I like using my crock pot on occasion. When at a truck stop I saw a 12VDC crock pot. What the heck. Yesterday I decide to test it out and make chili. 1lb, chopped meat, can of pinto beans, can diced tomatoes, red wine and chili mix . I plugged the crock pot into my Arkpak . Set and forget.
After six hours the temp was 170F and and the battery was at 11.9 volts and 50%. At that point, I plugged in the battery. At the 8 hour mark the temp was just over 200F and ready to eat.
I stirred the chili three times during the cooking process. I also did the test in my garage so the air temp was in the 50’s. I could have done the same thing on my pressure cooker in 20 minutes. I can see using the crock pot in a base-camp situation when one would want to dig in to something after a day exploring.
Toyota Trails magazine has a “Trail Rigs” section in each edition. I sent in a write up and some photos and was selected to be published.
This past Sunday, a small group of us went to Alamo MTN.
The weather was perfect for such a trip. On the way out, we stopped to find a Geocache. For most of our group, this was their first experience with this activity. Lucky this cache was an easy one; we found it and logged it.
A pickup drove by and stopped to chat. The driver was the Ranch Manager of one of the ranches. The ranch he managed consisted of 230 sections; 230 square miles. We chatted about the wildlife and listening to this gentleman speak about living out there made me envious.
At the cattle guard, before the parking lot, we met John and Camille. They were out with their new Cricket camper. They were gracious enough to show us the camper features and mentioned that there were more art on the back side of the mountain. I told John about the trip we make and hopefully they will join us on one of our trips.
No trip to the mountain is the same and this time was no different. As we started to make out way up the hill, I had my GPS set to take me to the closest panel. As I was picking my route through the rocks and cactus I was keeping a general bearing towards the panel but scanning the area with my binoculars. I saw a rock with art and checked my GPS and did not see any previously marked panels close by.
This was the start of finding 27 new panels.
All these panels were west and lower on the hill than all the previously discovered panels. The first one was covered with snakes, a frog , cross, bear claws and other symbols. Next up was another rock with several symbols most notably a man in a box. The next rock was dominated with a large cross.
Pam’s sharp eye revealed some pottery shards on the ground. The small pieces still had the color that was applied to the pottery. Nicole’s Geologists eye spotted numerous pieces of chert that had been worked and chipped.
We spotted a hole in the ground and speculated what lived in there. I took a peak into the hole, from afar and spotted a badger looking right back at me. This was the first time I saw a badger in real life.
Once again Alamo MTN did not disappoint.
I’d thought I’d share some pictures of the many Land Cruisers and Land Rovers I’ve spotted while in Afghanistan. The trucks with all the antennas on the roof have ECM – Electronic Countermeasures. The Arctic Truck belonged to the Lithuanian Special Forces. It was fully armoured. Please feel free to ask any questions on the comment page. Mike
Having been in Herat for several months and with the end of my tour on the horizon, I knew I wanted to visit the Jihad Museum. I had previously invited my friend Colonel Mohammed of the Counter Narcotics Police Afghanistan (CNP-A) to my camp for lunch and introduce him to the Narcotics Interdiction Unit Commander.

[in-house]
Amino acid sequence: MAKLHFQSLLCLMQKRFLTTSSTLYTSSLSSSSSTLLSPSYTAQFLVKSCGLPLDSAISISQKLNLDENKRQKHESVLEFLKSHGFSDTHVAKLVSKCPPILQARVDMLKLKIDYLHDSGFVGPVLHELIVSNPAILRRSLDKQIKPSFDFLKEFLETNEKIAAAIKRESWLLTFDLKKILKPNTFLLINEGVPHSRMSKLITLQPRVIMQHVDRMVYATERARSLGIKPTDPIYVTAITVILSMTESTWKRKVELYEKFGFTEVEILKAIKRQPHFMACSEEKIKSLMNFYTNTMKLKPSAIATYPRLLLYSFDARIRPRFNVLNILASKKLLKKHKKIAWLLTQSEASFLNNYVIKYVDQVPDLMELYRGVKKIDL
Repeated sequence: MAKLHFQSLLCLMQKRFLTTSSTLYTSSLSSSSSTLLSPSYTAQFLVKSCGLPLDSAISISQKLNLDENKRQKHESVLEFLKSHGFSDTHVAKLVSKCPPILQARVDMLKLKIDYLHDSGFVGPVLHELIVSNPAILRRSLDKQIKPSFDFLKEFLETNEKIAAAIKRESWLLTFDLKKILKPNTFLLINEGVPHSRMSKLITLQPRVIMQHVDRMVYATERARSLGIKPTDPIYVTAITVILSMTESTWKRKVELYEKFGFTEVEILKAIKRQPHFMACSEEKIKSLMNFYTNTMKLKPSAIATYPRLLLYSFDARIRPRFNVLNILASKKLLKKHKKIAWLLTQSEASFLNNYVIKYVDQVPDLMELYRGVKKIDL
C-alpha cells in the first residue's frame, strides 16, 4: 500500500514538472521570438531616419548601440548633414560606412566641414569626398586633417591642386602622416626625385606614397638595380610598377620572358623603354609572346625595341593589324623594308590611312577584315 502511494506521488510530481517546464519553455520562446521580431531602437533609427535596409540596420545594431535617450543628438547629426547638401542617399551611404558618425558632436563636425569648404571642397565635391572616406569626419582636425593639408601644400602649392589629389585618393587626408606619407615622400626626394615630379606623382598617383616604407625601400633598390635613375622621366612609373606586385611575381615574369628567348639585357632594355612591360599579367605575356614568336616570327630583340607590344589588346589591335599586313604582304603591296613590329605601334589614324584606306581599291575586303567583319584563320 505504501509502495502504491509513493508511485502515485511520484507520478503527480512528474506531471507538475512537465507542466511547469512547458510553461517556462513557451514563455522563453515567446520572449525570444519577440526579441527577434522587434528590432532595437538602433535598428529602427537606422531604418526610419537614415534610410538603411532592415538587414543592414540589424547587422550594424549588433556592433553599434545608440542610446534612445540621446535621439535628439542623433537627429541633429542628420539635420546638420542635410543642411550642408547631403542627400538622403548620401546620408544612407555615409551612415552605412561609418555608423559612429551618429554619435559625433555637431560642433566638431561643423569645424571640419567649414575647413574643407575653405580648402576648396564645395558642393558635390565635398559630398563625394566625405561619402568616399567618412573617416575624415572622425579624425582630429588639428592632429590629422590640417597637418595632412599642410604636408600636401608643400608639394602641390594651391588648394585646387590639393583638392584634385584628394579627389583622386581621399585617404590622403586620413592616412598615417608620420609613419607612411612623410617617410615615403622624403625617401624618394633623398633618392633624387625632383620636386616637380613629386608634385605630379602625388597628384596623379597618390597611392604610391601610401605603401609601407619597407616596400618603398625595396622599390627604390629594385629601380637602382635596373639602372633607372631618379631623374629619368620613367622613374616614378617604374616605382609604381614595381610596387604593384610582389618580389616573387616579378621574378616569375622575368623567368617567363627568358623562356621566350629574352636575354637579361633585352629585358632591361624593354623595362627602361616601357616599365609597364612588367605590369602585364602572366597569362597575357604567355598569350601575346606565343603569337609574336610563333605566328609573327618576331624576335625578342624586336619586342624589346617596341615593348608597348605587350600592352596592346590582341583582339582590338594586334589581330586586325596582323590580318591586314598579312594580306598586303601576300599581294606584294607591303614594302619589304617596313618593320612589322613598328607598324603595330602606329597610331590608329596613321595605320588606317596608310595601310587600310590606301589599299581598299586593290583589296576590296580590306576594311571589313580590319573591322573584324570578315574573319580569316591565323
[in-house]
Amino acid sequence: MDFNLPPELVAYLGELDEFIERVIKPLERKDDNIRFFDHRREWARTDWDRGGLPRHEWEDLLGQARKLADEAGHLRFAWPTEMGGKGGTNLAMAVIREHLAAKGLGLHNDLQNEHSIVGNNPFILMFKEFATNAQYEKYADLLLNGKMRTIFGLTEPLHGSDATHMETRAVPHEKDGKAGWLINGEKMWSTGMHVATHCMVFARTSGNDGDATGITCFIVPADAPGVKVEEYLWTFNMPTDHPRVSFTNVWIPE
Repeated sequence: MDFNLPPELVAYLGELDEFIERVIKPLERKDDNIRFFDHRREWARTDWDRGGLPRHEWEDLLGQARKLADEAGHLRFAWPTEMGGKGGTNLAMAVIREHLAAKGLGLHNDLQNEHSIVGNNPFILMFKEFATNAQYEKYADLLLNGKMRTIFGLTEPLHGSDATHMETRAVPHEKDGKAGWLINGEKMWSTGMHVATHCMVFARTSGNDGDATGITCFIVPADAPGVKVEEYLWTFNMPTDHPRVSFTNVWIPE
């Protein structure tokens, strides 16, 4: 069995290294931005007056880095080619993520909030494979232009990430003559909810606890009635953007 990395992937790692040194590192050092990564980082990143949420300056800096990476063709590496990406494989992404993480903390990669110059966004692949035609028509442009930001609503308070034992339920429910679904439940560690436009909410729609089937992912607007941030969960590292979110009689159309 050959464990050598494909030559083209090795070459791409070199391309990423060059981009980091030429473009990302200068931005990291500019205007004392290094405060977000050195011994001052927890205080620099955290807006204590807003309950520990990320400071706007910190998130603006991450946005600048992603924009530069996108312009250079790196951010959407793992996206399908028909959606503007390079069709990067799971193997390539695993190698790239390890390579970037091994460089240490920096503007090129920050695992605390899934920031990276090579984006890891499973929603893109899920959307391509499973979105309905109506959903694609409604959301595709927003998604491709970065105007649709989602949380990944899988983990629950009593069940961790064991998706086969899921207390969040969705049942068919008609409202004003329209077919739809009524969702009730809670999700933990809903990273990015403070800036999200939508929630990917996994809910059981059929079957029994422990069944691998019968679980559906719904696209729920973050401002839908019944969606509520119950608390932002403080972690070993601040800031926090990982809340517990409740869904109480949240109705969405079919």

After lunch, we went into town to visit the Citadel (already posted on this blog). From there, we went to the Jihad Museum. Once again off we went with me as the only infidel, yet I felt completely comfortable with the Afghans. Looking Afghan helped but my M4 gave me away, not to mention the large security detail for the Colonel and the detail for the NIU commander and me.
When we arrived at the museum it was closed. Having a powerful Colonel helped to open the doors and get a private guided tour for us. I know the Afghans in our group were as excited to visit the museum as I was. They had never seen it before, even the guys from Herat. A former Mujahedeen fighter served as our tour guide. He explained the many battles with the Soviets as well as the weapons displays.
Fascinating parts of the museum were the dioramas. As the local population is mostly illiterate, written descriptions would be useless. So the museum utilizes many different lifelike dioramas depicting major battles to relate the history. Our Guide explained the battles to us in great detail. This museum is certainly a world class war museum. (Links below)
A bonus highlight of the visit was meeting the infamous Bakhretdin Khakimov, now known as Sheik Abdullah. Khakimov first came to Afghanistan as a Soviet intelligence officer and his mission was to kill the mujahedeen. He was wounded in battle, went missing, and ultimately was nursed back to health by an Afghan family. After recovering, he decided to remain in Afghanistan and converted to Islam. Abdullah now works at the museum. (See links below.)
NIU CMD,COL. Faruk, COL Mohammad with me on the first floor of the museum.
With my two translators. They are brothers and really great guys who helped keep me safe.
A former Mujahedeen fighter served as our tour guide.
The NIU Commander with me.
Bakhretdin Khakimov, now known as Sheik Abdullah with me.
This Mujahedeen fighter served as our tour guide
The NIU CMD and me. We had to wear booties over our boots to protect the marble floor.
Captured Soviet PPSh submachine guns.
Captured Soviet weapons.
Old British weapons. SMLE Enfield rifles are still found on the battlefield.
Rolling Block rifles used the fight against Communism.
Other rifles used by the Mujahedeen against the much better armed Soviets.